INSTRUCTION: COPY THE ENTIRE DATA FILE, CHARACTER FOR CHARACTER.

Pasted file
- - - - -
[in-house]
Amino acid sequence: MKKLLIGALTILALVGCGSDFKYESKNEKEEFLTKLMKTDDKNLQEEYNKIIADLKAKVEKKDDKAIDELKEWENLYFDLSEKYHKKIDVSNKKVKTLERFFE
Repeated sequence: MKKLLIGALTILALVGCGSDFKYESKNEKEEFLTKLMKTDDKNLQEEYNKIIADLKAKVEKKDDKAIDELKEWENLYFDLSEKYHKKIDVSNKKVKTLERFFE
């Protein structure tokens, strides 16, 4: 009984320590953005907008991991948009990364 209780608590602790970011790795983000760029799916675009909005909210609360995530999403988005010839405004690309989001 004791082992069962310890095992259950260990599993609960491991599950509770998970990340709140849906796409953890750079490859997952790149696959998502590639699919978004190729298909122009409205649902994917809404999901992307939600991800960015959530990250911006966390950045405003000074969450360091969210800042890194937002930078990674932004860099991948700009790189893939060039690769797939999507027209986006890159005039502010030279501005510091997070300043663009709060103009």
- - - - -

[in-house]
Amino acid sequence: MKKLLIGALTILALVGCGSDFKYESKNEKEEFLTKLMKTDDKNLQEEYNKIIADLKAKVEKKDDKAIDELKEWENLYFDLSEKYHKKIDVSNKKVKTLERFFE
Repeated sequence: MKKLLIGALTILALVGCGSDFKYESKNEKEEFLTKLMKTDDKNLQEEYNKIIADLKAKVEKKDDKAIDELKEWENLYFDLSEKYHKKIDVSNKKVKTLERFFE
């Protein structure tokens, strides 16, 4: 009984320590953005907008991991948009990364 209780608590602790970011790795983000760029799916675009909005909210609360995530999403988005010839405004690309989001 004791082992069962310890095992259950260990599993609960491991599950509770998970990340709140849906796409953890750079490859997952790149696959998502590639699919978004190729298909122009409205649902994917809404999901992307939600991800960015959530990250911006966390950045405003000074969450360091969210800042890194937002930078990674932004860099991948700009790189893939060039690769797939999507027209986006890159005039502010030279501005510091997070300043663009709060103009």